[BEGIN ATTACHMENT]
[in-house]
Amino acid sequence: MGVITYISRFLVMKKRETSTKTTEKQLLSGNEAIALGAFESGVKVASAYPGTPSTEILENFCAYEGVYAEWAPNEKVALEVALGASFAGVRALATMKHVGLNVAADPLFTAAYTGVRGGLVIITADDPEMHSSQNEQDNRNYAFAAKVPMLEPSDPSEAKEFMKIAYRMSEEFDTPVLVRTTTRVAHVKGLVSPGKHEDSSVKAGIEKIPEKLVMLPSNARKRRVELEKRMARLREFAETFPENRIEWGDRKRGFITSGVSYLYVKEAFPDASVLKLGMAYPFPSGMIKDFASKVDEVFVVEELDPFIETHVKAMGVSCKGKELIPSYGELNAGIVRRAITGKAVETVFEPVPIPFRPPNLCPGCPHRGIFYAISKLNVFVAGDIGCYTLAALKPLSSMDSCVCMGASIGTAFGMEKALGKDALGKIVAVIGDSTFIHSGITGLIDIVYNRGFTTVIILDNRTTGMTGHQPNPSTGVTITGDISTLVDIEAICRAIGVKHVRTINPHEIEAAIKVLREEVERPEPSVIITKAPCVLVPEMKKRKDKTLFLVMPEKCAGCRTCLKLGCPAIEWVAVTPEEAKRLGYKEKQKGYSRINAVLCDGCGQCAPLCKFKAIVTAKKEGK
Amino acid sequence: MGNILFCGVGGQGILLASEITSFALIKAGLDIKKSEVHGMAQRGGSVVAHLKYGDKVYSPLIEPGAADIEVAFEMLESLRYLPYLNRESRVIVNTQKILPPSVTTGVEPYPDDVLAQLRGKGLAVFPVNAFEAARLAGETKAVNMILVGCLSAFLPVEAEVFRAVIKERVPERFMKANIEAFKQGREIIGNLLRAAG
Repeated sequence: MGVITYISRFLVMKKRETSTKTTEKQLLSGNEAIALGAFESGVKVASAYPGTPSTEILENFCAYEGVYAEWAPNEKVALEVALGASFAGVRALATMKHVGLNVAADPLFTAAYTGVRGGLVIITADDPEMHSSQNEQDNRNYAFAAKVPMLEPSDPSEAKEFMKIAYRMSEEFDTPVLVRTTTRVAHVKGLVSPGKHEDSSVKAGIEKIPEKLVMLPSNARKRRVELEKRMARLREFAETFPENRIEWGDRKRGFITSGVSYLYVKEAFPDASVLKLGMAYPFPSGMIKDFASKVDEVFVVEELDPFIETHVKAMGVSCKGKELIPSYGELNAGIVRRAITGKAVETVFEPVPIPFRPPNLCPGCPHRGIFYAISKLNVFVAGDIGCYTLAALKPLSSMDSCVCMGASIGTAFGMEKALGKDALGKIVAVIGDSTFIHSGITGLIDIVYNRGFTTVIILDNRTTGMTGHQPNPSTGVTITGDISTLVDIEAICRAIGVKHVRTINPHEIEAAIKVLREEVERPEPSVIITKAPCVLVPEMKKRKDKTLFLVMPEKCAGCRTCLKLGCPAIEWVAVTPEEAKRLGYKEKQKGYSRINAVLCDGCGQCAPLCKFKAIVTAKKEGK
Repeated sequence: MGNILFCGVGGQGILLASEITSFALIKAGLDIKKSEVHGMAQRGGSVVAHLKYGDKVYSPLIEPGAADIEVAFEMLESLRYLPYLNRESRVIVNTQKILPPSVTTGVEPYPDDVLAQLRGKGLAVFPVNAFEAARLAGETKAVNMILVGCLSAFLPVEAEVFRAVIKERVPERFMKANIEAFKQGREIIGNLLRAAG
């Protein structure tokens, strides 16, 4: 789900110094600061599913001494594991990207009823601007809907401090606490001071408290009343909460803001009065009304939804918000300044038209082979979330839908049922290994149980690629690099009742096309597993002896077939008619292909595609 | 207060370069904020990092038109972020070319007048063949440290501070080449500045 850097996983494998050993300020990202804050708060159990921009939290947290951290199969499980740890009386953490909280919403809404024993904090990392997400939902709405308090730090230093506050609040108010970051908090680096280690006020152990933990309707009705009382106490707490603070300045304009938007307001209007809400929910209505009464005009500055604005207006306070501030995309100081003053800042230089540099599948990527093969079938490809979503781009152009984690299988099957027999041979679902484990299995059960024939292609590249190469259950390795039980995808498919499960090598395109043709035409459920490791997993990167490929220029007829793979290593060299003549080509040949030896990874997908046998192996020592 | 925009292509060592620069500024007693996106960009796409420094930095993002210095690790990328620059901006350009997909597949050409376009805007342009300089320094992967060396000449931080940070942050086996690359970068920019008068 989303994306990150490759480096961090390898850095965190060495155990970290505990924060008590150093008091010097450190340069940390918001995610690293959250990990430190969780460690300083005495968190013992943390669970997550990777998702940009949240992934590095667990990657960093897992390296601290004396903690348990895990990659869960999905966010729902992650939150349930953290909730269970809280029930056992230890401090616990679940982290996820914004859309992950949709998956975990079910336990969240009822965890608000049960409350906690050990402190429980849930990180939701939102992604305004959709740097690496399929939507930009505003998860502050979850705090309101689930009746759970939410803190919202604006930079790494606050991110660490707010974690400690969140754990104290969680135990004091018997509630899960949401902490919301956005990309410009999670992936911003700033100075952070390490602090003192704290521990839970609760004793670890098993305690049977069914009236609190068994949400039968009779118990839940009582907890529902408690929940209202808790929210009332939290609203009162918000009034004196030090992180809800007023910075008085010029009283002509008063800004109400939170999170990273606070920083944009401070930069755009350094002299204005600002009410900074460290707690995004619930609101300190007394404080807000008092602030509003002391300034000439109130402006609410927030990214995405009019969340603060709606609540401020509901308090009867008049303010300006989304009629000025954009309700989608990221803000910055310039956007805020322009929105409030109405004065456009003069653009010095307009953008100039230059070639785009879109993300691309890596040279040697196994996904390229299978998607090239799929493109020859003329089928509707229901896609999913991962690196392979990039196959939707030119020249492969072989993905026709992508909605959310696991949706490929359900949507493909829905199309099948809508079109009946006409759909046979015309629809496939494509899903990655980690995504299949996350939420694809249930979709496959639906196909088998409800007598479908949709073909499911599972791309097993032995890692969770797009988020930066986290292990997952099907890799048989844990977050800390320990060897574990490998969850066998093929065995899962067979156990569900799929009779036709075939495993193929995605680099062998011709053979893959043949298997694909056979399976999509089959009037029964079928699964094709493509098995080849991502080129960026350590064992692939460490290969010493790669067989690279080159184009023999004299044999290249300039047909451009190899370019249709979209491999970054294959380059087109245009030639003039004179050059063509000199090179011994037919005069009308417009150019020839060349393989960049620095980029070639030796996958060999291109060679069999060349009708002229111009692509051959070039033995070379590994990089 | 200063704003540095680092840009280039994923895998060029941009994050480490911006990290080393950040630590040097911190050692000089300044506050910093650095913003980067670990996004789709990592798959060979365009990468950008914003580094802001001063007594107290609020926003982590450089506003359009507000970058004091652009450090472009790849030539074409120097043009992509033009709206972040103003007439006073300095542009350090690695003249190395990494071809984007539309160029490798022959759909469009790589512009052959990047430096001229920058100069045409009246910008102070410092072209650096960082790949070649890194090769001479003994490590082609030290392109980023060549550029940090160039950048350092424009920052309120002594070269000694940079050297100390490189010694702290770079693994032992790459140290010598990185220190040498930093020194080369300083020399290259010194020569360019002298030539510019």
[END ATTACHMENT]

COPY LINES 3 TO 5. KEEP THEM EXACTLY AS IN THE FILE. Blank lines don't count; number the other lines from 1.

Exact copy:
Amino acid sequence: MGNILFCGVGGQGILLASEITSFALIKAGLDIKKSEVHGMAQRGGSVVAHLKYGDKVYSPLIEPGAADIEVAFEMLESLRYLPYLNRESRVIVNTQKILPPSVTTGVEPYPDDVLAQLRGKGLAVFPVNAFEAARLAGETKAVNMILVGCLSAFLPVEAEVFRAVIKERVPERFMKANIEAFKQGREIIGNLLRAAG
Repeated sequence: MGVITYISRFLVMKKRETSTKTTEKQLLSGNEAIALGAFESGVKVASAYPGTPSTEILENFCAYEGVYAEWAPNEKVALEVALGASFAGVRALATMKHVGLNVAADPLFTAAYTGVRGGLVIITADDPEMHSSQNEQDNRNYAFAAKVPMLEPSDPSEAKEFMKIAYRMSEEFDTPVLVRTTTRVAHVKGLVSPGKHEDSSVKAGIEKIPEKLVMLPSNARKRRVELEKRMARLREFAETFPENRIEWGDRKRGFITSGVSYLYVKEAFPDASVLKLGMAYPFPSGMIKDFASKVDEVFVVEELDPFIETHVKAMGVSCKGKELIPSYGELNAGIVRRAITGKAVETVFEPVPIPFRPPNLCPGCPHRGIFYAISKLNVFVAGDIGCYTLAALKPLSSMDSCVCMGASIGTAFGMEKALGKDALGKIVAVIGDSTFIHSGITGLIDIVYNRGFTTVIILDNRTTGMTGHQPNPSTGVTITGDISTLVDIEAICRAIGVKHVRTINPHEIEAAIKVLREEVERPEPSVIITKAPCVLVPEMKKRKDKTLFLVMPEKCAGCRTCLKLGCPAIEWVAVTPEEAKRLGYKEKQKGYSRINAVLCDGCGQCAPLCKFKAIVTAKKEGK
Repeated sequence: MGNILFCGVGGQGILLASEITSFALIKAGLDIKKSEVHGMAQRGGSVVAHLKYGDKVYSPLIEPGAADIEVAFEMLESLRYLPYLNRESRVIVNTQKILPPSVTTGVEPYPDDVLAQLRGKGLAVFPVNAFEAARLAGETKAVNMILVGCLSAFLPVEAEVFRAVIKERVPERFMKANIEAFKQGREIIGNLLRAAG